Belarusian People’s Republic’s white-red-white flag may become historical value
The Liberal Democratic Party has proposed to award the white-red-white flag with the status of a historical and cultural value, which may become an additional argument to legitimize the national symbols of the first Belarusian state. Most likely, next year, to commemorate the 100th anniversary of the Belarusian People's Republic, the government could legitimise its national symbols.
It is unlikely that the leader of the LDPB was the mouthpiece of the authorities and in some way coordinated his proposal. However, as an experienced politician, Sergei Gaidukevich could see the desire of the authorities to add stability to the Belarusian state, including by co-opting national symbols and otherwise ignored fragments of the national history.
The white-red-white flag, the state flag of the first Belarusian state, the Belarusian People's Republic (1918), was proclaimed the national flag of Belarus in 1991 until 1995. In 1995, President Lukashenka held a referendum, which replaced the white-red-white flag with a red-green flag and a coat of arms designed after the state symbols of the Byelorussian SSR. Lukashenka changed the state symbols in order to strengthen his positions in the struggle against the parliament, and after the Soviet symbols were returned, the white-red-white flag became personified with the democratic opposition. As authoritarianism strengthened in Belarus, the law enforcement agencies started interpreting the white-red-white flag as an "anti-state symbol”.
However, in recent years, the Belarusian authorities, in line with the common desire to strengthen state independence, have taken some steps (albeit inconsistent) towards national reconciliation, including the recognition of some historical fragments and national symbols. The Belarusian opposition also insists on recognizing the national symbols - the flag and the coat of arms - as a historical and cultural value. For example, former presidential candidate Tatyana Korotkevich in 2015 handed over a white-red-white flag to the Museum of Belarusian Statehood and started a petition to recognise it as a historical and cultural value. In 2016, Young Front leader, Dzmitser Dashkevich, collected 10,000 signatures with a similar petition. Now LDPB leader and MP Sergei Gaidukevich has made the same appeal.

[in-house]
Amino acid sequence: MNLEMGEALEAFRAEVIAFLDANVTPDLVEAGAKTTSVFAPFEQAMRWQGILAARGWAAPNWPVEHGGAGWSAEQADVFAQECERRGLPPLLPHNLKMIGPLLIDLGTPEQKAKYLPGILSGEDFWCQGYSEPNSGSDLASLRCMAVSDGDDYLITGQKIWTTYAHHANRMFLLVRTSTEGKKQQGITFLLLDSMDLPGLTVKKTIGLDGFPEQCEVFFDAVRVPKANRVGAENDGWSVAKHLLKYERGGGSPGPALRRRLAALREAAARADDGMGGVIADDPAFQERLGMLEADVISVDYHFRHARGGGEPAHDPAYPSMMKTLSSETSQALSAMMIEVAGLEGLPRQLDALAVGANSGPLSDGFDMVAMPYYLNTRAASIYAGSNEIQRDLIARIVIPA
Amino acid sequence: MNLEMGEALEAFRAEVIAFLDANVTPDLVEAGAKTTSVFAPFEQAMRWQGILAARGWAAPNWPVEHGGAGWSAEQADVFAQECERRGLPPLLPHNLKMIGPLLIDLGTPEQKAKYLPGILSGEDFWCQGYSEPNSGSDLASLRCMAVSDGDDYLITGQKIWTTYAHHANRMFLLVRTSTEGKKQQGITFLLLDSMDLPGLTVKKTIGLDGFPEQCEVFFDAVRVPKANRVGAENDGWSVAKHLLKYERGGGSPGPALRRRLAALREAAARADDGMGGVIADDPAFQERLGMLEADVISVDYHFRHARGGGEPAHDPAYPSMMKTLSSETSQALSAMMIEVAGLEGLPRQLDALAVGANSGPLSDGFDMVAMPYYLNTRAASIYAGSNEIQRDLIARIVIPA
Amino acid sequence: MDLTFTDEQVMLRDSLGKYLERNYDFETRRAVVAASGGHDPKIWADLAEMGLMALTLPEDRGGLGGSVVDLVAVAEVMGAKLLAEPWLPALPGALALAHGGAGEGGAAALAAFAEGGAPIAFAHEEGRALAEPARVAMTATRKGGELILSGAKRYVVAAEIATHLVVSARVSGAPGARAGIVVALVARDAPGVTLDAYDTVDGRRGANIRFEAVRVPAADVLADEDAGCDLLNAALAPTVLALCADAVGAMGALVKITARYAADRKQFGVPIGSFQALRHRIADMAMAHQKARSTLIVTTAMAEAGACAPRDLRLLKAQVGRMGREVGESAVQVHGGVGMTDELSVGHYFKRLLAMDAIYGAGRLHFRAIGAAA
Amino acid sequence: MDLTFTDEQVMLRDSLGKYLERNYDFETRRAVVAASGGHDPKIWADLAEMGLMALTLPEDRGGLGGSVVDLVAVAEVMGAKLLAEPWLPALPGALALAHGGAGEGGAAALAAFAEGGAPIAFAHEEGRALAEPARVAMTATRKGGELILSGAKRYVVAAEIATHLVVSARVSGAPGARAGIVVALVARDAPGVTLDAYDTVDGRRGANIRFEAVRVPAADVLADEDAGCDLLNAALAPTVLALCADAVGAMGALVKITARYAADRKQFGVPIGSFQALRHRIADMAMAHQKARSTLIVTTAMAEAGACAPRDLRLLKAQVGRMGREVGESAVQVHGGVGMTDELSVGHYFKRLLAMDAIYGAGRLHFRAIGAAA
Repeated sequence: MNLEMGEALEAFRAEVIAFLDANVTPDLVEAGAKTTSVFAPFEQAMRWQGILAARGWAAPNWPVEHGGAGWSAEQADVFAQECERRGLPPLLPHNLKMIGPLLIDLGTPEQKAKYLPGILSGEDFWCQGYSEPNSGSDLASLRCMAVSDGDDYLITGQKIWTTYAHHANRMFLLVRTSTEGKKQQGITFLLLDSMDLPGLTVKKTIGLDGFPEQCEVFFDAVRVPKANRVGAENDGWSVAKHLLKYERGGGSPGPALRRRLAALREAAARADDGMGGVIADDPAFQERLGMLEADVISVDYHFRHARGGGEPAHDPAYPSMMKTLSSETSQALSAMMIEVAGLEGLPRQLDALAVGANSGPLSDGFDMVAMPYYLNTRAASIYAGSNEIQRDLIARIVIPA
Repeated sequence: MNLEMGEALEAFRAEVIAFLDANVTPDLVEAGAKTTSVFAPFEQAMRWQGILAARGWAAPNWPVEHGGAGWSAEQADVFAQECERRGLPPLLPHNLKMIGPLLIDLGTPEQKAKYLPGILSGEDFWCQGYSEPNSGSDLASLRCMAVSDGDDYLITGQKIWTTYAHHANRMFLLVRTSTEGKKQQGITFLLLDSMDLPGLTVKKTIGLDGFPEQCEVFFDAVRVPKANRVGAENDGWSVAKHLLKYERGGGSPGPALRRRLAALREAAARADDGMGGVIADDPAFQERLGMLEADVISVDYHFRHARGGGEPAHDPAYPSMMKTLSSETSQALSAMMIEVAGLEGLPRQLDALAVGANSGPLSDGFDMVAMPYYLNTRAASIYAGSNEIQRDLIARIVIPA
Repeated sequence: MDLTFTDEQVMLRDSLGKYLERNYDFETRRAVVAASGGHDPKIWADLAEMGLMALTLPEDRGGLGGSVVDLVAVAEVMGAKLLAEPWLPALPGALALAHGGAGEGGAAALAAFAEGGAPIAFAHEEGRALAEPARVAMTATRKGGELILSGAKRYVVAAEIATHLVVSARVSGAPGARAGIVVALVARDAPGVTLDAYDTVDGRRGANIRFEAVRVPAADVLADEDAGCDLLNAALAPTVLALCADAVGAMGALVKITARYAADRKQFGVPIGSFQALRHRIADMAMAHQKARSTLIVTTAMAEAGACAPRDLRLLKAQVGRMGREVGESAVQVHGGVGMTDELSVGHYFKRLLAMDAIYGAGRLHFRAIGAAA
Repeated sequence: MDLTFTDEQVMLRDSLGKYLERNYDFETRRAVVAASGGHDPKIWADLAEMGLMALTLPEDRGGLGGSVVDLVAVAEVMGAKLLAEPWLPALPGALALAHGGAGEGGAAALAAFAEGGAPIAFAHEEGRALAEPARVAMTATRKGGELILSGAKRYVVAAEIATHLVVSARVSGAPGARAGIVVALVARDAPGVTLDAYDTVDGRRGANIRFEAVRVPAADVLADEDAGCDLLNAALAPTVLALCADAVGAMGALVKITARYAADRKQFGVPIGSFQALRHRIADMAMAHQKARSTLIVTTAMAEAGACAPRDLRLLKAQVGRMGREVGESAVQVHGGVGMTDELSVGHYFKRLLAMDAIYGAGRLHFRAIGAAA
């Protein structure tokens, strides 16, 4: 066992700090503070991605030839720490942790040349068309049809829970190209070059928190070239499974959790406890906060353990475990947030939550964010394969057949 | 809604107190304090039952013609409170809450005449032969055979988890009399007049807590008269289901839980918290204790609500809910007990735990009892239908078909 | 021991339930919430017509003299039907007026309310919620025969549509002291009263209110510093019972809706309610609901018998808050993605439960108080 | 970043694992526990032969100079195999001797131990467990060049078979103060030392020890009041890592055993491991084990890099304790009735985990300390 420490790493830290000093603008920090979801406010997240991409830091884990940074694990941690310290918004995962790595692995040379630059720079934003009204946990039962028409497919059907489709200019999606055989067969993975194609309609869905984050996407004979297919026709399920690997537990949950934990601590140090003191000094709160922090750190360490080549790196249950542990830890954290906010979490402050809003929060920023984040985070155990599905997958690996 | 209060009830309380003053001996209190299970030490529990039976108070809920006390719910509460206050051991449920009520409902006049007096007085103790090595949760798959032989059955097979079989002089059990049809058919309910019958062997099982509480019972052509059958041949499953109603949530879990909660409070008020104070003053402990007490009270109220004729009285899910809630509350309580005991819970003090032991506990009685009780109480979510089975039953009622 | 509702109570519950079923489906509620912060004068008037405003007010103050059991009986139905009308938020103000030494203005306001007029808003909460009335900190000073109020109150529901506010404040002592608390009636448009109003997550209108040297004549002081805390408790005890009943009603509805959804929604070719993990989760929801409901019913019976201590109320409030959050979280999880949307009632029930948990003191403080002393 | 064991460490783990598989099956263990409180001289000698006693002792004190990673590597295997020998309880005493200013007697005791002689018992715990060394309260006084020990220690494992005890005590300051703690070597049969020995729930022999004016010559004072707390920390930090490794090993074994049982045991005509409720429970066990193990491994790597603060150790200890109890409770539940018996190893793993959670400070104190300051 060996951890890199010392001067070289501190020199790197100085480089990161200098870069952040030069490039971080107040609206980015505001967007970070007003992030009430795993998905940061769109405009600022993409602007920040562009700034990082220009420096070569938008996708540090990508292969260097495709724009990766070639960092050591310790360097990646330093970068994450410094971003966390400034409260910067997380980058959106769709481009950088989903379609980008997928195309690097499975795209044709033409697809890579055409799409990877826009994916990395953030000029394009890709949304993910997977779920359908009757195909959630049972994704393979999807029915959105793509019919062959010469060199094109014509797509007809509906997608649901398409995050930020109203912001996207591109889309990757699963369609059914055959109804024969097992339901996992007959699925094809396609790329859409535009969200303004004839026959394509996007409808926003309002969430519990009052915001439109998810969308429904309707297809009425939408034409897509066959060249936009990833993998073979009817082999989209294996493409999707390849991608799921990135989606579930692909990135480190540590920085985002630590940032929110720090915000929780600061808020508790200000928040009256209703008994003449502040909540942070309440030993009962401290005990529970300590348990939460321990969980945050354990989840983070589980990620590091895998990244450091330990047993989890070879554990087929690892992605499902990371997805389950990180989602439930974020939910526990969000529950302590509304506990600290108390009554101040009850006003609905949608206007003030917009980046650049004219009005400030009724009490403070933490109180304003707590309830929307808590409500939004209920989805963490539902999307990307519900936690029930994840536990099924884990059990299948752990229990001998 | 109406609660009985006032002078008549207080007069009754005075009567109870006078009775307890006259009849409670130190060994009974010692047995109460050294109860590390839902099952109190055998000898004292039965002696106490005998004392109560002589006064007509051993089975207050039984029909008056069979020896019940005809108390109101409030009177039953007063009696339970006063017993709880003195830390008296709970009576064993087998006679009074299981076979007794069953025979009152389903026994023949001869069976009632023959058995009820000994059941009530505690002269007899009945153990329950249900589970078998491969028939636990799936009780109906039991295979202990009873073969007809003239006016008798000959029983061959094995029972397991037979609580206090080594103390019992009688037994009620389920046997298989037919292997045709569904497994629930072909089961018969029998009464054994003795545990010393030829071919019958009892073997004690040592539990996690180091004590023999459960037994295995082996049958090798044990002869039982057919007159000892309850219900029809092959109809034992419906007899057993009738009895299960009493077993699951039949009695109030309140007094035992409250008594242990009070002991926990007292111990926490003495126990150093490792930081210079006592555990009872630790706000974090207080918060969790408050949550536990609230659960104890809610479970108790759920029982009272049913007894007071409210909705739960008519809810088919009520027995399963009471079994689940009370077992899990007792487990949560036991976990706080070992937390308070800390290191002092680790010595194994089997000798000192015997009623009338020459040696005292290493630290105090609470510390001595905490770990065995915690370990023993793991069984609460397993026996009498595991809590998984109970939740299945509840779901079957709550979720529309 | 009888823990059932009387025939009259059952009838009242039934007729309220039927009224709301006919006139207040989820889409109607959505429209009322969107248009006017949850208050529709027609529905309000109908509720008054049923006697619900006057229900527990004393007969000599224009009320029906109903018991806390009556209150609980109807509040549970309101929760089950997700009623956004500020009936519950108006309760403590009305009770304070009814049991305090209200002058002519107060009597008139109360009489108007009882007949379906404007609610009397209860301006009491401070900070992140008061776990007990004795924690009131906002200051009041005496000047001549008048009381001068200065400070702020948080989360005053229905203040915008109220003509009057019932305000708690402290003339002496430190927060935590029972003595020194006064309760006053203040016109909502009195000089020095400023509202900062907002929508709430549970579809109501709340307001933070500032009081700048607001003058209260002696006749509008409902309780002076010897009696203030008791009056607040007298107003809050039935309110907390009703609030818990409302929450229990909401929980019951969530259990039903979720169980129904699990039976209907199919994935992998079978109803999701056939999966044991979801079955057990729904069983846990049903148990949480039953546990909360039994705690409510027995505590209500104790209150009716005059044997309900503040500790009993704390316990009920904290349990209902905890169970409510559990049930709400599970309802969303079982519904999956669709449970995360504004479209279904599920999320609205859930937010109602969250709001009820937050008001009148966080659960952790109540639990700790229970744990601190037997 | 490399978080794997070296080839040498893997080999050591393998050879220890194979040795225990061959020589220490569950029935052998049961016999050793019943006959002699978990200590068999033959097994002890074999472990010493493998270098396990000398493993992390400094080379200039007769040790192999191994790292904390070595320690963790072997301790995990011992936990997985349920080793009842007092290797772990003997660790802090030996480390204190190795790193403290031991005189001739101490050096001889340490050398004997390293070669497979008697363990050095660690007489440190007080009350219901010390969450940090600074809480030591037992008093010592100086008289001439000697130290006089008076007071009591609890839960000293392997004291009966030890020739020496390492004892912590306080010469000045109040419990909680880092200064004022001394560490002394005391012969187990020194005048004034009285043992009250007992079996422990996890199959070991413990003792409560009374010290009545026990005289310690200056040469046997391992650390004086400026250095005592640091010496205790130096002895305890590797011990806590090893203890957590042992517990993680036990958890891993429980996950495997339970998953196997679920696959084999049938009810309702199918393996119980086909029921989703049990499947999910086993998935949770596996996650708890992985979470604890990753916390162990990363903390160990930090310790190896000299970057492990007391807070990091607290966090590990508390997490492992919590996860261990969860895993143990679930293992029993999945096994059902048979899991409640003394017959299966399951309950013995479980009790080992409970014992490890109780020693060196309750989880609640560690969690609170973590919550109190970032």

Next year, Belarus marks the 100th anniversary of the Belarusian People's Republic. The Belarusian authorities could make concessions and recognize the white-red-white flag as a national historical value.
Amid budgetary cuts on social protection, the Belarusian public sector is experiencing a management crisis and a balance shift in the state resource redistribution system. The authorities are forced to revise their most unpopular decisions during the implementation due to the pressure from affected social groups. The state is unlikely to oppose to some civil society and opposition organisations in strengthening their role in society in order to retain touch with the population and to be able to respond to the most harsh criticism of state initiatives.
The Architecture and Construction Ministry has acknowledged that the decree No 585 on assistance to large and young families in building and buying housing was prematurely rescinded.
The authorities are often forced to revise their decisions on curtailing social assistance to different social groups during their implementation, without preliminary impact assessment and feedback from the population, so as they lead to the growth in social tension. Due to the centralised decision making, languishing state resources and the lack of public debate as a balancing instrument in issues related to social protection, the state administration is losing control of the population.
Perhaps, the compensatory mechanisms of the state apparatus lack the time to adjust to dwindling state resources for supporting the existing social model, even in a reduced form. The authorities have completely or partially paralysed operations of independent public institutions and representative bodies, through which they could monitor public moods and receive feedback from the population, such as local councils, the parliament, political parties and NGOs. Last year, under the pressure of the authorities, the last independent institute for measuring public sentiment, IISEPS, suspended operations.
President Lukashenka’s self-removal from the decision-making on current socio-economic issues, also could have affected the state apparatus’ operations. The president has always been very sensitive about adopting unpopular decisions which could lower his popular support, hence demanded a careful preliminary assessment of such decisions. However, recently, especially after the introduction of the tax on social dependants, the president has mainly focused on the foreign policy agenda.
Hence, a lacuna has formed in the state decision-making after the president reduced participation in the current socio-economic policy formation, which leads to an increase in manifestations of dysfunction in the public administration.